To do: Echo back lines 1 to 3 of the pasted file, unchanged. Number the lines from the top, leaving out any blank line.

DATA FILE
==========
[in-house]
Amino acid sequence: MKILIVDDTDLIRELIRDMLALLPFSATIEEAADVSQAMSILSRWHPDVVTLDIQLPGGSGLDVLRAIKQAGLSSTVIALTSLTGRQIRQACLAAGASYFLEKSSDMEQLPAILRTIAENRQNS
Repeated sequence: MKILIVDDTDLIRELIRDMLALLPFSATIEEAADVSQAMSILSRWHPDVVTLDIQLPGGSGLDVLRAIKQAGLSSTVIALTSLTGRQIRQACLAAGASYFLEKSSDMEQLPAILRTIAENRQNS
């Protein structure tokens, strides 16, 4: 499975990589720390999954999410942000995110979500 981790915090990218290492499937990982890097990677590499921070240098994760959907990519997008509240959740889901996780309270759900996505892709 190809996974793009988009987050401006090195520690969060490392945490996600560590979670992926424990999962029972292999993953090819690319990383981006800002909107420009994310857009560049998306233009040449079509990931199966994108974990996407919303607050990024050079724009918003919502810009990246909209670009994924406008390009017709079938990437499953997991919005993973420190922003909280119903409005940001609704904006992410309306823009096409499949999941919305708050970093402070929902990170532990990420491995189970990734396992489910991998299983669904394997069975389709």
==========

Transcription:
[in-house]
Amino acid sequence: MKILIVDDTDLIRELIRDMLALLPFSATIEEAADVSQAMSILSRWHPDVVTLDIQLPGGSGLDVLRAIKQAGLSSTVIALTSLTGRQIRQACLAAGASYFLEKSSDMEQLPAILRTIAENRQNS
Repeated sequence: MKILIVDDTDLIRELIRDMLALLPFSATIEEAADVSQAMSILSRWHPDVVTLDIQLPGGSGLDVLRAIKQAGLSSTVIALTSLTGRQIRQACLAAGASYFLEKSSDMEQLPAILRTIAENRQNS